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Scorsese sees in a new dimension with 3-D
Embraces it for new film ‘Hugo’
Around the corner is Ms. Schoonmaker’s editing bay, where she and Mr. Scorsese keep Turner Classic Movies running silently on a nearby screen while they work. Inside is a screening room where Mr. Scorsese often runs old films, familiar classics and newfound gems. At one time, they gathered with Elia Kazan every Saturday to watch one of his films. Large movie posters dot the halls: “The Third Man,” “Black Narcissus.” Directions to the bathroom are given as “across from Marlon Brando.”
It is, in short, a cinephile’s dream - a description that also could apply to the magical “Hugo.” The film, adapted from Brian Selznick’s award-winning illustrated book “The Invention of Hugo Cabret,” is about a 12-year-old orphan, Hugo (Asa Butterfield), who lives in a 1930 Paris train station. But it’s also - as so many of Mr. Scorsese’s films are - a movie about movies.
It captures young Hugo’s ecstatic discovery of cinema, echoing Mr. Scorsese’s own experience as an asthmatic child in New York’s Little Italy. Hugo’s adventures ultimately lead him to the turn-of-the-century French filmmaker George Melies (Ben Kingsley), a special-effects pioneer and early believer in the wonder of movies.
But just as Mr. Scorsese is looking back through film history, he’s also looking ahead: “Hugo” is his first 3-D film. For a medium that has undergone a lot of criticism and doubt since James Cameron’s groundbreaking “Avatar,” Mr. Scorsese’s enthusiastic embrace of 3-D does a lot for its credibility.
“It was a big issue when Fellini did his first color film, when Bergman did his first color film, when Antonioni did ‘Red Desert,’ ” recalled Mr. Scorsese in a recent interview and trip through the technological history of movies. “Everybody wanted to see how they did color.”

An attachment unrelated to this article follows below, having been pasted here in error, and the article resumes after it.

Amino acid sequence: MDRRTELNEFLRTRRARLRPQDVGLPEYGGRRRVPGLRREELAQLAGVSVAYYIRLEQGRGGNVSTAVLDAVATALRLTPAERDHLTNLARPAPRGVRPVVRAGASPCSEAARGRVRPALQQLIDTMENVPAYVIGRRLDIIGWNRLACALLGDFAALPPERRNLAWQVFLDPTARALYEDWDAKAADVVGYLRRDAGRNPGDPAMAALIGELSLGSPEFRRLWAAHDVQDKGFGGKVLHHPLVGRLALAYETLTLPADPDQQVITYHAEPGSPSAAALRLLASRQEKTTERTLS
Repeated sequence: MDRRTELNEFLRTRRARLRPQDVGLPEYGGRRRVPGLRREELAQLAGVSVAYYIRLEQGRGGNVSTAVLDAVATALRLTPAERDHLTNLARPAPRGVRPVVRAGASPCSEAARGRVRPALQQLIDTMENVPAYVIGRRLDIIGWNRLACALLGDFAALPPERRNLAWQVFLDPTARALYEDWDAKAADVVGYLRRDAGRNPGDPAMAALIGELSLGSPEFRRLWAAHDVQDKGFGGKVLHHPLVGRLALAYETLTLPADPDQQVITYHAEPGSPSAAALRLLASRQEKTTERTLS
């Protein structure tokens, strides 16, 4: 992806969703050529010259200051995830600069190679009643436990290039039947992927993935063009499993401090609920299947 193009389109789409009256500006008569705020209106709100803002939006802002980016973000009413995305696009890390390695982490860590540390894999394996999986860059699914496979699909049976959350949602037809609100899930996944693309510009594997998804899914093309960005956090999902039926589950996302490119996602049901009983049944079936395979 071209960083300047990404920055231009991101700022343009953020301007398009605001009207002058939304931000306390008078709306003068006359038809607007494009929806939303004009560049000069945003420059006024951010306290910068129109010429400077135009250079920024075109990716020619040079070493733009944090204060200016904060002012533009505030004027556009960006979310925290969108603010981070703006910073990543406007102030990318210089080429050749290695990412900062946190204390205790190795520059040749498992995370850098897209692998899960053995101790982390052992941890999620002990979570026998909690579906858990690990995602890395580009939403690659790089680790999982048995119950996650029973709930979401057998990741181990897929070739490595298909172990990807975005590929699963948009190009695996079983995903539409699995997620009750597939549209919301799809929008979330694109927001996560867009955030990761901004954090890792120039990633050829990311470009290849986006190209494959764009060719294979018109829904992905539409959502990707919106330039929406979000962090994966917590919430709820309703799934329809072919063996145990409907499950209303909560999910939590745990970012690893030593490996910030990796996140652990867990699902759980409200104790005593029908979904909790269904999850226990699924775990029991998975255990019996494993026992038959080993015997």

2011 is shaping up to be the year many notable directors took up 3-D: Werner Herzog (“Cave of Forgotten Dreams”), Francis Ford Coppola (“Twixt”), Wim Wenders (“Pena”) and Steven Spielberg (“Tin Tin”). But no one’s entry to 3-D has quite the same import as that of Mr. Scorsese, long held as America’s best.
An inevitable side-effect of even a slight brush with Mr. Scorsese is that your Netflix queue doubles in length. His encyclopedic knowledge of film constantly spawns detailed analysis: He’d much rather discuss a few thousand other films than his own. There are old favorites that frequently come up - Michael Powell, Max Ophuls, Jean Renoir - and various dips into the rabbit hole.
Asked what films he shows his 12-year-old daughter (who helped inspire him to make “Hugo”), Mr. Scorsese lists more than 20 films, a virtual film school for adolescence.
Mr. Scorsese grew up in another age of 3-D films, and he consulted many of those from the 1950s: “House of Wax,” “Kiss Me Kate,” “Dial M for Murder.” To him, seeing in depth is natural, “because we live with depth.”
“There’s great potential for it,” the director said of 3-D. “It’s a natural progression, especially with the fact that cinema is all around us. It’s not only in a theater. Obviously, the next thing you go to is holograms. You could have ‘West Side Story’ with the dancers dancing up the aisles, or a wonderful actor doing ‘Hamlet.’ “
To Mr. Scorsese, it’s ultimately part of film evolution. He recalled the advent of sound, the early distrust for color and the ushering in of wider screens with CinemaScope.
“The French critics - Truffaut, Godard, all of them - embraced every new technological advance from Hollywood as part of cinema: color, sound, ultimately, and widescreen,” Mr. Scorsese said. “They embraced widescreen and I’m sure they would have done 3-D.”
In “Hugo,” the depth of the images comes through fullest in the expansive interior of the full-size train station, built on a soundstage in England’s Shepperton Studios.
“Marty was pushing the boundaries all the time, saying, ‘Let’s go further, let’s go further,’ ” said Ms. Schoonmaker, who has edited most of Mr. Scorsese’s films since “Raging Bull.” “It takes a lot of care and time to set up a 3-D shot properly and he was really committed to that. … I don’t mean the sensational aspects of 3-D, but the way the camera embraces the actors is what he wanted.”
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